The play is beloved by audiences for its mystery, comedy, zany characters and all the wonderful trappings of a “whodunit” storyline.


Showtimes for “The Mousetrap” are at 8 p.m. Thursday, Friday and Saturday with a 2 p.m. matinee on Saturday, Oct. 6, plus 2 p.m. Wednesday, Oct. 3. It runs through Oct. 13 at Hilberry Theatre, 4743 Cass Ave. in Detroit. Tickets are $12-$30. Visit www.hilberry.com or call 313-577-2972.

The mysterious murderer bases his killings around the English nursery rhyme “Three Blind Mice.”

The Hilberry delivers exactly what Christie intended when she wanted her audience to be on the edge of their seats.

The actors, Alec Barbour as Giles Ralston, Christopher Call as Detective Sergeant Trotter, Danielle Cochrane as Miss Casewell, Megan Dobbertin as Mollie Ralston, Edmund Alyn Jones as Mr. Paravicini, Topher Payne as Christopher Wren, Joshua Blake Rippy as Major Metcalf and Vanessa Sawson as Mrs. Boyle, all deliver steady performances.

There were some sound challenges at the beginning of opening night — a couple of the actors seemed to struggle with projection. But, this waned as the show moved forward.

The actors truly impressed with their British accents. They remained in character and never loss them as they navigated their way through the dialogue.

It was nice to see a really intricate and detailed set for “Mousetrap.” Occasionally, Hilberry seems to lean toward the less complicated. But, the scenic design of this show is absolutely wonderful — from the snow machine and trees to the thoughtful vintage furniture that decorates Mr. and Mrs. Ralston’s Monkswell Manor. The lighting softly augments the gorgeous scenery.

Edmund Alyn Jones is great as Mr. Paravicini. He is the comic relief of the show with all of his delightful eccentricities — not to mention the fact that he wears a smoking jacket as well as Hugh Hefner himself.

Vanessa Sawson’s Mrs. Boyle is also a brilliantly developed character. The young actress truly makes the audience believe she is the gray-haired, crotchety, stiff-upper-lipped Brit that Christie intended her to be.

Both Sawson and Jones are graduating seniors this school year and proof of the success of Wayne State’s graduate theater program — they are still learning, but are much more refined since their Hilberry debuts nearly three years ago.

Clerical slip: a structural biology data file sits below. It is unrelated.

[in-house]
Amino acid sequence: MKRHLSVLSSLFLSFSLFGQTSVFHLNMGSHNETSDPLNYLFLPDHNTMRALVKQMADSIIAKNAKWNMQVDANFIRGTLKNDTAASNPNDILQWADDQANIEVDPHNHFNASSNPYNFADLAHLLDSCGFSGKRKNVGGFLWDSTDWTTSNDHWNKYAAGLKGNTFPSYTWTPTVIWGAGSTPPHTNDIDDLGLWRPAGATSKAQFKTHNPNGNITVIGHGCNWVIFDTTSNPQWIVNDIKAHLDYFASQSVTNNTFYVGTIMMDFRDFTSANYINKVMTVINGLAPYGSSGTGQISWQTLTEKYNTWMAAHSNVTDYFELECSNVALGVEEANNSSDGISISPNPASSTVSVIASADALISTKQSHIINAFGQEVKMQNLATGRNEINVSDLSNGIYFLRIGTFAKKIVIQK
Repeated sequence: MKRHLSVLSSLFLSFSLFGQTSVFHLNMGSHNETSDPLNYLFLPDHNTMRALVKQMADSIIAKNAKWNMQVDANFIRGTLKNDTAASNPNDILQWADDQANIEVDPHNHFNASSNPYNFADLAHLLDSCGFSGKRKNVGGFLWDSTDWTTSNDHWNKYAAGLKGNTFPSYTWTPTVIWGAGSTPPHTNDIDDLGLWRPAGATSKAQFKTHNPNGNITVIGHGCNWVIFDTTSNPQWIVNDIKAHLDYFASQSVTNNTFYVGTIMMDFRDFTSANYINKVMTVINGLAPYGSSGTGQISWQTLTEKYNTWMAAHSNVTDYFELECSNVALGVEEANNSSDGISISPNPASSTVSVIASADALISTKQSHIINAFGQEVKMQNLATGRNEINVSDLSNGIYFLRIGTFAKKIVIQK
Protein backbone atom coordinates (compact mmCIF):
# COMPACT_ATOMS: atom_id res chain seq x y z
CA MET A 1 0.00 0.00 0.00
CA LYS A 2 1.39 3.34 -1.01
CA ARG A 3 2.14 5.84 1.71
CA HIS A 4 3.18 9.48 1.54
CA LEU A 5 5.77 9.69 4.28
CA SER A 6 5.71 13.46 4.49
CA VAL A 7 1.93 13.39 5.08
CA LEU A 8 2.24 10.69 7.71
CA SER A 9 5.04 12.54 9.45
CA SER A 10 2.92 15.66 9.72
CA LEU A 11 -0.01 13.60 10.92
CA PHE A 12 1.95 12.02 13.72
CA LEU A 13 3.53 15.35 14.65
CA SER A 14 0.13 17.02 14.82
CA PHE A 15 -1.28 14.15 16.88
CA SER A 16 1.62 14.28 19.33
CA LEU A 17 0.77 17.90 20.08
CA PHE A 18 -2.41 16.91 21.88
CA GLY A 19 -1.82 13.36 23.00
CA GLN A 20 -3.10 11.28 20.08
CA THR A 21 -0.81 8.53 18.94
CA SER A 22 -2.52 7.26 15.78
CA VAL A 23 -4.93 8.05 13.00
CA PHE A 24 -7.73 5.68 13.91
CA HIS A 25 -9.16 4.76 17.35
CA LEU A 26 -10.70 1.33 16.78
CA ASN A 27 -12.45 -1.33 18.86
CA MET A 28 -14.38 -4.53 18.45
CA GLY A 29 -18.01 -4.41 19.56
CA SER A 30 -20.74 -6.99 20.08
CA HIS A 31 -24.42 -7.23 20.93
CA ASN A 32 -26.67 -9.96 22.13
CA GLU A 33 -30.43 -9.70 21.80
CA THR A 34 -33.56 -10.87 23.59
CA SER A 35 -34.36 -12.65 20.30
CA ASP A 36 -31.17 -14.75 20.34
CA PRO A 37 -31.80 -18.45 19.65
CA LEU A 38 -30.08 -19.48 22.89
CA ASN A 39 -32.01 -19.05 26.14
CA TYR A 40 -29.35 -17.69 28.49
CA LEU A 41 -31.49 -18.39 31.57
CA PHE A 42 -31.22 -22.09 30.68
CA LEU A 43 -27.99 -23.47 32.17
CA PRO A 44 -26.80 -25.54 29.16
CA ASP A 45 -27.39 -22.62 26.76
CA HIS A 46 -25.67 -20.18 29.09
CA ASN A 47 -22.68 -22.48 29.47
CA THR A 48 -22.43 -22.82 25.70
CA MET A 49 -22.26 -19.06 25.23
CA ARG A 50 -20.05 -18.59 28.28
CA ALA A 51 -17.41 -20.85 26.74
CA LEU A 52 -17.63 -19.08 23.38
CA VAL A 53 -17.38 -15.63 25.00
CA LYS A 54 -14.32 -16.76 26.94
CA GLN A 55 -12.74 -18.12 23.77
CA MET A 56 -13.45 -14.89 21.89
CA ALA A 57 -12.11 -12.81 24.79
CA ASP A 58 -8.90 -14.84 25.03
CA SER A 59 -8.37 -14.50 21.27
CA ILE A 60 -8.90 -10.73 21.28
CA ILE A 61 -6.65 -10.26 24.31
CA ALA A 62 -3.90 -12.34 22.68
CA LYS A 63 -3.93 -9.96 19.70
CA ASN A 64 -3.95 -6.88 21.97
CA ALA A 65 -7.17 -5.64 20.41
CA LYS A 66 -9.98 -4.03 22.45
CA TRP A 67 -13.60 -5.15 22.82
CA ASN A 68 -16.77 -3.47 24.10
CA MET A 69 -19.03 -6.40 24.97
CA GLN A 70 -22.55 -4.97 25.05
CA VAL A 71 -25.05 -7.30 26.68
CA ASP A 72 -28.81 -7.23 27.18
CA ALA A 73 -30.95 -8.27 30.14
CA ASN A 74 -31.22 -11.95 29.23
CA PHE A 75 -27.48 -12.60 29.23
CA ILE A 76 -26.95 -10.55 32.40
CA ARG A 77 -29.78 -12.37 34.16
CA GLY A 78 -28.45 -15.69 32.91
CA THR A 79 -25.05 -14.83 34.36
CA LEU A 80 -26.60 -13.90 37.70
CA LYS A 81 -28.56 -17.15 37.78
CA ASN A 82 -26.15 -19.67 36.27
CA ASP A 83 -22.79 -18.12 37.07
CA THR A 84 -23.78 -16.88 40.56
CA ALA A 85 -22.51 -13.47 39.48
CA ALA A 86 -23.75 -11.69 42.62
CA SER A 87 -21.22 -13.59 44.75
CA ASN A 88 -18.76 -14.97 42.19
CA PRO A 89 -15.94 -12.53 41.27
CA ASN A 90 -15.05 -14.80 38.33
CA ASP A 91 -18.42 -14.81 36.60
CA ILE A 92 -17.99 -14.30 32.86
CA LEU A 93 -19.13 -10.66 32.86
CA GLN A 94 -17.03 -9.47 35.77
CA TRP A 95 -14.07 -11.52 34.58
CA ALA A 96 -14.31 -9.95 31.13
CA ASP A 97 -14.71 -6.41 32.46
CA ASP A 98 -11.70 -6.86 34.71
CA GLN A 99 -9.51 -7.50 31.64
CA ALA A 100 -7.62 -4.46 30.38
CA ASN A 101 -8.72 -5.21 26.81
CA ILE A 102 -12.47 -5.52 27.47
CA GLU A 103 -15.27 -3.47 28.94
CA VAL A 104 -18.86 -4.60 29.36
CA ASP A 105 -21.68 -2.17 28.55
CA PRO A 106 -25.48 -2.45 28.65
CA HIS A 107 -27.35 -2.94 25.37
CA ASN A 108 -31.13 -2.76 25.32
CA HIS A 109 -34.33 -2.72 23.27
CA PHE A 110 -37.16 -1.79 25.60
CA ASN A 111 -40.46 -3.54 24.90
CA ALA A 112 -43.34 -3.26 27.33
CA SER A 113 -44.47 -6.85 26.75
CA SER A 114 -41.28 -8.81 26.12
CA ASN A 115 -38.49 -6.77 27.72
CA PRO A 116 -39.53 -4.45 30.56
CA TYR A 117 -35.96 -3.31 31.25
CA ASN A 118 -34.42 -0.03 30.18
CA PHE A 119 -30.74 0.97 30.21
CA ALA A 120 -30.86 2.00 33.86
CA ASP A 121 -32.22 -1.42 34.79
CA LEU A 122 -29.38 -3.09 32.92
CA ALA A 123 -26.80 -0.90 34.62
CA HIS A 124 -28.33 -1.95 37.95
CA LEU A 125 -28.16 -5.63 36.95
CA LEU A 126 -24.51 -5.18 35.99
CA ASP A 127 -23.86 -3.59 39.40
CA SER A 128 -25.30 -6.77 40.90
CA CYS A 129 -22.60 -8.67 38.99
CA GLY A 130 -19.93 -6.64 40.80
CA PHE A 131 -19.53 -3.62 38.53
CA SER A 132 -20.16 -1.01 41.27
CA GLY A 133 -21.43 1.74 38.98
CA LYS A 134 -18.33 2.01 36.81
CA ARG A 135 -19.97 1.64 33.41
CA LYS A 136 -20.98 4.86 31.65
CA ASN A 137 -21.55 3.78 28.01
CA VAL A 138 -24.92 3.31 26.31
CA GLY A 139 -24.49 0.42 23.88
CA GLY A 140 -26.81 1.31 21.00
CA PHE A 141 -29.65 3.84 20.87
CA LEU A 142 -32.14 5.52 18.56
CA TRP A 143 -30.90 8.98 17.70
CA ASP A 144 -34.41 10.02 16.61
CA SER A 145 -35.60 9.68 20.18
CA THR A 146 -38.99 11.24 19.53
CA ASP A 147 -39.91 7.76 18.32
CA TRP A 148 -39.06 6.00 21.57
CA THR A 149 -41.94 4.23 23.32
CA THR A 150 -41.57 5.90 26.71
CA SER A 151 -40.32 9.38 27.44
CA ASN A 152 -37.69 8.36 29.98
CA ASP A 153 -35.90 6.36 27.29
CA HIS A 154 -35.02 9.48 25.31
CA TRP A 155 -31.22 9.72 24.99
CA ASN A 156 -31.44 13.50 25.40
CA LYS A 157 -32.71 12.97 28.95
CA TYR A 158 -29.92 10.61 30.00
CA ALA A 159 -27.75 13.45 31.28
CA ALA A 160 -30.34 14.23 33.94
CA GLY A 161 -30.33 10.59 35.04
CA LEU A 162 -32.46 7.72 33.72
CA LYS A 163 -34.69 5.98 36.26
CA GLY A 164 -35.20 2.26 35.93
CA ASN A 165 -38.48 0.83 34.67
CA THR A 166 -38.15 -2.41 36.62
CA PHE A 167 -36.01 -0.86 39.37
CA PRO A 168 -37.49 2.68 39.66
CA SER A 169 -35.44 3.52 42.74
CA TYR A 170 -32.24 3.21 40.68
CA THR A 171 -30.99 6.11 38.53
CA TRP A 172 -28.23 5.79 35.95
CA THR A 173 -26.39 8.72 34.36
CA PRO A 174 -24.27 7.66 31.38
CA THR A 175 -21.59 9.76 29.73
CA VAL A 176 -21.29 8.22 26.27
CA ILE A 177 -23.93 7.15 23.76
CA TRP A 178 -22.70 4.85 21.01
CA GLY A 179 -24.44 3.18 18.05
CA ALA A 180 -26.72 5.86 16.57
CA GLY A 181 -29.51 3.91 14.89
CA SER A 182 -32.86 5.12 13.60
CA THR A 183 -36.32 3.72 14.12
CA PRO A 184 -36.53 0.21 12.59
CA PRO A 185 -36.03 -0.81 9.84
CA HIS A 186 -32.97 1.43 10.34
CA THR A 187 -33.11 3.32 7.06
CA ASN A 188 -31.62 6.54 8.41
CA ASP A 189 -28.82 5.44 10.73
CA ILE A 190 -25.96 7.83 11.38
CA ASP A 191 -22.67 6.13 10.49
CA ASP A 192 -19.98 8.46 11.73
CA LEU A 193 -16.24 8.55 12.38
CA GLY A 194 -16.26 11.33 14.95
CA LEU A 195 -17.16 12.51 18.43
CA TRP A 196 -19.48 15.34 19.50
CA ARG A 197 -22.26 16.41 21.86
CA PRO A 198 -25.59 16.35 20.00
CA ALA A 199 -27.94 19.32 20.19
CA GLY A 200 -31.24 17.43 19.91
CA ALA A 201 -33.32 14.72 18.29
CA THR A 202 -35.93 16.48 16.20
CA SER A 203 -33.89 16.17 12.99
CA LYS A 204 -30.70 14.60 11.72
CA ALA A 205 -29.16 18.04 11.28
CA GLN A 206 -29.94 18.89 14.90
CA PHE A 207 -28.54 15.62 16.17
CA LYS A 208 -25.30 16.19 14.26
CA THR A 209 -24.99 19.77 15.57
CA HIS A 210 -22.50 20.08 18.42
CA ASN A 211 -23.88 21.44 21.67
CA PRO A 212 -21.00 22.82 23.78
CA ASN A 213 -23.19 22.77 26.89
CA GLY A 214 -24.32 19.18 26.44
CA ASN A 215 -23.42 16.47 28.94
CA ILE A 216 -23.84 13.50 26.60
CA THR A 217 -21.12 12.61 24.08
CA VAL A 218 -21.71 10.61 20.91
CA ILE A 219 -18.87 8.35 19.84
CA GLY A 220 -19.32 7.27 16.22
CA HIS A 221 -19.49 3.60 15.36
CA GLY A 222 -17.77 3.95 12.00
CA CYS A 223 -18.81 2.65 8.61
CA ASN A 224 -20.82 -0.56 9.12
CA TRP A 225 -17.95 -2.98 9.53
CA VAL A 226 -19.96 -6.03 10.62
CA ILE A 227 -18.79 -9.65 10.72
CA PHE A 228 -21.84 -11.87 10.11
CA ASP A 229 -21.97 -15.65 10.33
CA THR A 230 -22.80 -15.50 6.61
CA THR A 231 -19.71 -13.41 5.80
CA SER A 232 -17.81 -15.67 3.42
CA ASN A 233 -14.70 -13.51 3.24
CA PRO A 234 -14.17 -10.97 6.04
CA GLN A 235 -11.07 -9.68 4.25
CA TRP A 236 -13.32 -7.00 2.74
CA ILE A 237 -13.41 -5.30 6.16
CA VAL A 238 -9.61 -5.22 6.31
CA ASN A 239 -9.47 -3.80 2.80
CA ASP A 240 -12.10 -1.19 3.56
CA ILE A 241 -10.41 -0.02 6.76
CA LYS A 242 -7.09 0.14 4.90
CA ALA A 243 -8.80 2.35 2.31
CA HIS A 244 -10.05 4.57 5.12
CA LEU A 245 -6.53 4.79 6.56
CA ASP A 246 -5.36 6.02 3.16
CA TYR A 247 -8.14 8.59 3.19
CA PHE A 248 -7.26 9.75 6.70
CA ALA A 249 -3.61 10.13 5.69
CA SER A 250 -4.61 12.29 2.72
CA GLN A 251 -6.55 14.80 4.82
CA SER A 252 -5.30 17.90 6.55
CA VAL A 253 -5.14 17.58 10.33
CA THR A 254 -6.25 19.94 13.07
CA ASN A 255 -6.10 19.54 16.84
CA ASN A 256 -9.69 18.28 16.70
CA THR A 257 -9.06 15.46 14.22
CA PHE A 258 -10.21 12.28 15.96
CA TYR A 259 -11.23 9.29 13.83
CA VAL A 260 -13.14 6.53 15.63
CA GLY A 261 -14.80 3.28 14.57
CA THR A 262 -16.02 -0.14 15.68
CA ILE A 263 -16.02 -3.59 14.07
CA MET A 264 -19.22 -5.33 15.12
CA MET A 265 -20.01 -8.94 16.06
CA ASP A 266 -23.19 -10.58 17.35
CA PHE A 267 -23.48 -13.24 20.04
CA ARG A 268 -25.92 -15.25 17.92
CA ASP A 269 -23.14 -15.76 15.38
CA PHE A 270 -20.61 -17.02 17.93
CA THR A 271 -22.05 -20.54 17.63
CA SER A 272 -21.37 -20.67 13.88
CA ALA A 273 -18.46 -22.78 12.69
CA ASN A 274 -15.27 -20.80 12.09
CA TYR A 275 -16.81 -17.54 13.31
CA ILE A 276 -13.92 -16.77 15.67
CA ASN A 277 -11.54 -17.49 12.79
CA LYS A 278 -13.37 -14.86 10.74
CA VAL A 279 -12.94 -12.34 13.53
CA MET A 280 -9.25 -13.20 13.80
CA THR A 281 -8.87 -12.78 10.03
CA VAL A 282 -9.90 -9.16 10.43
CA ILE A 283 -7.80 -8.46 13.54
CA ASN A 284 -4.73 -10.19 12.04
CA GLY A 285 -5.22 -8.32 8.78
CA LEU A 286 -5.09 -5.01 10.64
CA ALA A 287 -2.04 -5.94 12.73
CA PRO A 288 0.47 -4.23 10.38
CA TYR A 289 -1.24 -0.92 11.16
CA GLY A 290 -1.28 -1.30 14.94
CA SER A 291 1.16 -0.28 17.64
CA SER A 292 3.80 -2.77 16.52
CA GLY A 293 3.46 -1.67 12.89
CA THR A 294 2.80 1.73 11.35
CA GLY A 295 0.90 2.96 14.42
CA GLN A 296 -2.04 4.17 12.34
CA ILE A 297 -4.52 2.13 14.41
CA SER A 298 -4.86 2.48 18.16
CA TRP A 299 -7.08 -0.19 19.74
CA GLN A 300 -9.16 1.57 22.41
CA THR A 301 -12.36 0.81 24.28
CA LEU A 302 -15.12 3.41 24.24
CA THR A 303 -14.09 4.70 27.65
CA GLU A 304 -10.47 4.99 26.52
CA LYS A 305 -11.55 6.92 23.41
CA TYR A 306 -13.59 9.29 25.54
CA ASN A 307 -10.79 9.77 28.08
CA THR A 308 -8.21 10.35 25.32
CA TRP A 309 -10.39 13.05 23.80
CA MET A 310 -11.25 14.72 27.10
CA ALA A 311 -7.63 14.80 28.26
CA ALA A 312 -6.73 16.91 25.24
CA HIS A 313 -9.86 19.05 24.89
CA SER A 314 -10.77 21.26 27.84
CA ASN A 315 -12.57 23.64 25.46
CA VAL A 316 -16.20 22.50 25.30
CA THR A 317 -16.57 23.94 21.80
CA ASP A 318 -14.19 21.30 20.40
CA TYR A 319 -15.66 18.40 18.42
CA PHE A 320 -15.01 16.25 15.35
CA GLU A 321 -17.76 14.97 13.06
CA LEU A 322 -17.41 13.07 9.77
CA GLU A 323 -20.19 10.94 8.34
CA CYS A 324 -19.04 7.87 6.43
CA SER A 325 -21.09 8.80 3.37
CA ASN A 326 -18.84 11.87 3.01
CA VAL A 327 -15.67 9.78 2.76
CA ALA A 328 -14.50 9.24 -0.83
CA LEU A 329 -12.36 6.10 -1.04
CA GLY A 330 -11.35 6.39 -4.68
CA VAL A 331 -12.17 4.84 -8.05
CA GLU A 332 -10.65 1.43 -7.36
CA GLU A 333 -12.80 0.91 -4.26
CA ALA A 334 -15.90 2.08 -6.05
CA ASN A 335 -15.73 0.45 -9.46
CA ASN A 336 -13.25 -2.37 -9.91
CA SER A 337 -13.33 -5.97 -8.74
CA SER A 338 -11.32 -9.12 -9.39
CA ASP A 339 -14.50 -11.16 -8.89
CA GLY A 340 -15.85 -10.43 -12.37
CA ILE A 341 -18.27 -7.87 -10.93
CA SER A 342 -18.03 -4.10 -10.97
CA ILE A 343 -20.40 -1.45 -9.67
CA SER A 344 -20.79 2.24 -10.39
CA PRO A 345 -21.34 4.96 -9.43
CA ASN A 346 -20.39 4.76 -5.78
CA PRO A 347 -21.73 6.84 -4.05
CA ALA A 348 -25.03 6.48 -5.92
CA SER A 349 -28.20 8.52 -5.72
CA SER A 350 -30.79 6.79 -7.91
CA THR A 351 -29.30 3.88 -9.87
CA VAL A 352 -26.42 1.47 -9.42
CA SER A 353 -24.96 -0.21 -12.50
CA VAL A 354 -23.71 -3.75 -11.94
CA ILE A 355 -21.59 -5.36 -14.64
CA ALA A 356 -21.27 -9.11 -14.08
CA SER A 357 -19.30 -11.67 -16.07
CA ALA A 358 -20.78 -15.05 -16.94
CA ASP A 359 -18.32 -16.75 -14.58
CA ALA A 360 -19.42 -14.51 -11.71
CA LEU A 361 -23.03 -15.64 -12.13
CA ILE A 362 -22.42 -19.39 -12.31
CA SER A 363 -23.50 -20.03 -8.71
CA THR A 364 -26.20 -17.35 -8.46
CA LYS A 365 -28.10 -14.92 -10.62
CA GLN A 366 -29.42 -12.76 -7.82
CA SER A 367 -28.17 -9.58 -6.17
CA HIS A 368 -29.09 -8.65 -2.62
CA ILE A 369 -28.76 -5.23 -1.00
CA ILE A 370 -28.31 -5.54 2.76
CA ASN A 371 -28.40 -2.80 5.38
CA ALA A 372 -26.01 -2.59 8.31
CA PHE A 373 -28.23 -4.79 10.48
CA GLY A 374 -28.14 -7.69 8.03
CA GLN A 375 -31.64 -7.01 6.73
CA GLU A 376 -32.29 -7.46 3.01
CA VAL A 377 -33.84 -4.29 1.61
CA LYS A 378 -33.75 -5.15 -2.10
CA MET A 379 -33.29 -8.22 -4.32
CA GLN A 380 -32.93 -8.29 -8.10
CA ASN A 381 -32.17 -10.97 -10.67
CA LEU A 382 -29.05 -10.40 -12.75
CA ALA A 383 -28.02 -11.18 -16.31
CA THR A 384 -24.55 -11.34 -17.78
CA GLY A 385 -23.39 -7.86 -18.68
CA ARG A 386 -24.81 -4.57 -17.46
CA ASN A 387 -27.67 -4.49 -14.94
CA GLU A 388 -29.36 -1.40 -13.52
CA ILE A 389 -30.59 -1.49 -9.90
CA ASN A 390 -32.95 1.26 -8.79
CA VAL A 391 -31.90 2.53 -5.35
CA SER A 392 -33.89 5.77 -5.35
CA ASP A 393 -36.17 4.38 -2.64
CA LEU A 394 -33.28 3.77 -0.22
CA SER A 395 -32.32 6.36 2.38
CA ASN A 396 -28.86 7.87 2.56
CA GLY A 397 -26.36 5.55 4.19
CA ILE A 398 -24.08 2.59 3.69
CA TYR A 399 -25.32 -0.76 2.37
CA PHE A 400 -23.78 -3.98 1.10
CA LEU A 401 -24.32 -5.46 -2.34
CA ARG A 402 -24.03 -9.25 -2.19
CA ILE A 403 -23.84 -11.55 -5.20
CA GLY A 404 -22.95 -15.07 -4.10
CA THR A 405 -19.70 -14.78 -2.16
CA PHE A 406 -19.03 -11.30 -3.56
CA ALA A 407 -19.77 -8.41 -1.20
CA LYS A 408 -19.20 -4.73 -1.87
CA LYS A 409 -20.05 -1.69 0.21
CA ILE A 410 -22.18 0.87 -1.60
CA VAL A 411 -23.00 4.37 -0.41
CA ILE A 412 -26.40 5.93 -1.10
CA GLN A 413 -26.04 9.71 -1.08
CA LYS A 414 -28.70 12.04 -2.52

Payne is entertaining as the quirky and rambunctious Christopher Wren. He teases Mrs. Boyle with the tenacity and terror of a 2-year-old. But, he also makes you, like Mrs. Ralston, want to protect him because of his childlike quality.

Hilberry gives a great homage to the Queen of Crime in this fine-tuned production.

REVIEW: Hilberry Theatre works hard to build a better ‘Mousetrap’

Reviewed by: John Monaghan

Click HERE to read the review on the Detroit Free Press Website!

It’s only fitting that the Hilberry Theatre opens its 50th-anniversary season with “The Mousetrap.” For the past half-century, the graduate theater company at Wayne State University has been staging quality classics like this polished, entertaining version of the Agatha Christie thriller.

Alec Barbour, left, and Megan Dobbertin run the British country hotel that is the setting for Hilberry Theatre’s “The Mousetrap.” Photo by: Felix Li

The 1952 whodunit, still the longest-running play in theater history, finds a group of travelers snowbound at Monkswell Manor, a British country hotel. They include Major Metcalf (Joshua Blake Rippy), recently retired from the British army; childlike Christopher Wren (Topher Payne); prim magistrate Mrs. Boyle (Vanessa Sawson), and the modern, masculine Miss Casewell (Danielle Cochrane).

These and others are eventually questioned by Detective Sgt. Trotter (Christopher Call), who arrives at the scene on snowshoes. A murderer is on the loose in the vicinity and Trotter has been sent to investigate. His interrogation grows more insistent when one of the guests ends up dead, strangled to the tune of “Three Blind Mice.”

Soon we discover along with the detective that the murderer is out for revenge related to a case involving child abuse and neglect that was in the headlines years ago.

And of course, no one on the premises — even the young couple (Alec Barbour and Megan Dobbertin) who run the place — is coming clean about what link they might have to the story.

The first thing you notice about this “Mousetrap” is the atmospheric set design by Curtis Green. He has used mature, leafless birch trees, lit a frosty blue, as the backdrop for his cozily decorated stage. As snow falls outside the tall, burnished windows of Monkswell Manor, the characters deliver their lines in and around well-worn but comfortable overstuffed chairs.

It’s this line delivery that sometimes trips the actors up. Most have the British banter down, which makes Call’s weak accent work as the detective stand out.

The other performers strive to make their characters more than stock types. Edmund Alyn Jones, my favorite member of the current Hilberry troupe, even changes the name of his part from Mr. Paravicini in the original script to Mr. Mustapha here. Think Chico Marx with a fez.

At the production’s best, the Hilberry and director David J. Magidson do with “The Mousetrap” what they strive to do with any chestnut — allow the talented troupe of students to take what could have been a waxworks exercise and make it fresh again.

Contact freelancer JOHN MONAGHAN: madjohn@earthlink.net

More Details: ‘The Mousetrap’

* * *

out of four stars

8 p.m. Thu.-Fri.,

2 & 8 p.m. Sat.

Through Oct. 13

Hilberry Theatre

4743 Cass, Detroit